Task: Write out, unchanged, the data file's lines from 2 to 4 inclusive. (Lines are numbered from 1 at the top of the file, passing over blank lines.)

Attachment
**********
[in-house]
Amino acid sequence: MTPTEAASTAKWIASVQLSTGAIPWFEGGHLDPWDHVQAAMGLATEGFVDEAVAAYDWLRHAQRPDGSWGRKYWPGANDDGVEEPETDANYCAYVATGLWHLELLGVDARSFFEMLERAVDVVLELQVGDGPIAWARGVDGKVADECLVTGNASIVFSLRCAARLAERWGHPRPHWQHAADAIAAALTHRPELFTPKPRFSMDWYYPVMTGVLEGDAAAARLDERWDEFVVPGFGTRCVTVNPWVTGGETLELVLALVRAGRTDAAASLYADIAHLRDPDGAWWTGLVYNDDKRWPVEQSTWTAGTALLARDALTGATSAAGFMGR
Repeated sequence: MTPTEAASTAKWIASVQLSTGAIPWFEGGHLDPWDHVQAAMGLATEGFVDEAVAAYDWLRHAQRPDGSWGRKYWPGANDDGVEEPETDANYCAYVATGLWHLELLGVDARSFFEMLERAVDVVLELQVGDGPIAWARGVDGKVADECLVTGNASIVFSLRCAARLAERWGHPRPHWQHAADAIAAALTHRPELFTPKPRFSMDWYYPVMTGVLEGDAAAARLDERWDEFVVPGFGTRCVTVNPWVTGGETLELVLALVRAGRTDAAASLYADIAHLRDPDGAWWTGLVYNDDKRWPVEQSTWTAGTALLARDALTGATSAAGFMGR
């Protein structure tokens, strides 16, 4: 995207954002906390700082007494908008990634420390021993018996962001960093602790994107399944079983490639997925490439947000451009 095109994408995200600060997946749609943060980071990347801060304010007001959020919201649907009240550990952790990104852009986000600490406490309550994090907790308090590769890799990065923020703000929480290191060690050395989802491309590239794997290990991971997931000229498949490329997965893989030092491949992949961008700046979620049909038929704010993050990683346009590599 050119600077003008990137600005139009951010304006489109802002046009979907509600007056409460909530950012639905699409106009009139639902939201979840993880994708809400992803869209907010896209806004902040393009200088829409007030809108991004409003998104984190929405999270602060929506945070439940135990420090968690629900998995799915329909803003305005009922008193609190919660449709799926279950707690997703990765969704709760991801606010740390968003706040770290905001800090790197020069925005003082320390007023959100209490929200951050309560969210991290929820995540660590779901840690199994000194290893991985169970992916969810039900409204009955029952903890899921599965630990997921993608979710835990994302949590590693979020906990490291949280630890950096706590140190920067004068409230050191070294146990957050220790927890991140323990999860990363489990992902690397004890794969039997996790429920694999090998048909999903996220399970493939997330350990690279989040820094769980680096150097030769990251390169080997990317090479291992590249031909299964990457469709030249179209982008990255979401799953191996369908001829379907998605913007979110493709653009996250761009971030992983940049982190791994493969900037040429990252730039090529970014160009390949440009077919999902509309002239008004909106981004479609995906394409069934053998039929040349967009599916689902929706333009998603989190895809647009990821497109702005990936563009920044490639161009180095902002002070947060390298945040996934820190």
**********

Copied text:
Amino acid sequence: MTPTEAASTAKWIASVQLSTGAIPWFEGGHLDPWDHVQAAMGLATEGFVDEAVAAYDWLRHAQRPDGSWGRKYWPGANDDGVEEPETDANYCAYVATGLWHLELLGVDARSFFEMLERAVDVVLELQVGDGPIAWARGVDGKVADECLVTGNASIVFSLRCAARLAERWGHPRPHWQHAADAIAAALTHRPELFTPKPRFSMDWYYPVMTGVLEGDAAAARLDERWDEFVVPGFGTRCVTVNPWVTGGETLELVLALVRAGRTDAAASLYADIAHLRDPDGAWWTGLVYNDDKRWPVEQSTWTAGTALLARDALTGATSAAGFMGR
Repeated sequence: MTPTEAASTAKWIASVQLSTGAIPWFEGGHLDPWDHVQAAMGLATEGFVDEAVAAYDWLRHAQRPDGSWGRKYWPGANDDGVEEPETDANYCAYVATGLWHLELLGVDARSFFEMLERAVDVVLELQVGDGPIAWARGVDGKVADECLVTGNASIVFSLRCAARLAERWGHPRPHWQHAADAIAAALTHRPELFTPKPRFSMDWYYPVMTGVLEGDAAAARLDERWDEFVVPGFGTRCVTVNPWVTGGETLELVLALVRAGRTDAAASLYADIAHLRDPDGAWWTGLVYNDDKRWPVEQSTWTAGTALLARDALTGATSAAGFMGR
């Protein structure tokens, strides 16, 4: 995207954002906390700082007494908008990634420390021993018996962001960093602790994107399944079983490639997925490439947000451009 095109994408995200600060997946749609943060980071990347801060304010007001959020919201649907009240550990952790990104852009986000600490406490309550994090907790308090590769890799990065923020703000929480290191060690050395989802491309590239794997290990991971997931000229498949490329997965893989030092491949992949961008700046979620049909038929704010993050990683346009590599 050119600077003008990137600005139009951010304006489109802002046009979907509600007056409460909530950012639905699409106009009139639902939201979840993880994708809400992803869209907010896209806004902040393009200088829409007030809108991004409003998104984190929405999270602060929506945070439940135990420090968690629900998995799915329909803003305005009922008193609190919660449709799926279950707690997703990765969704709760991801606010740390968003706040770290905001800090790197020069925005003082320390007023959100209490929200951050309560969210991290929820995540660590779901840690199994000194290893991985169970992916969810039900409204009955029952903890899921599965630990997921993608979710835990994302949590590693979020906990490291949280630890950096706590140190920067004068409230050191070294146990957050220790927890991140323990999860990363489990992902690397004890794969039997996790429920694999090998048909999903996220399970493939997330350990690279989040820094769980680096150097030769990251390169080997990317090479291992590249031909299964990457469709030249179209982008990255979401799953191996369908001829379907998605913007979110493709653009996250761009971030992983940049982190791994493969900037040429990252730039090529970014160009390949440009077919999902509309002239008004909106981004479609995906394409069934053998039929040349967009599916689902929706333009998603989190895809647009990821497109702005990936563009920044490639161009180095902002002070947060390298945040996934820190």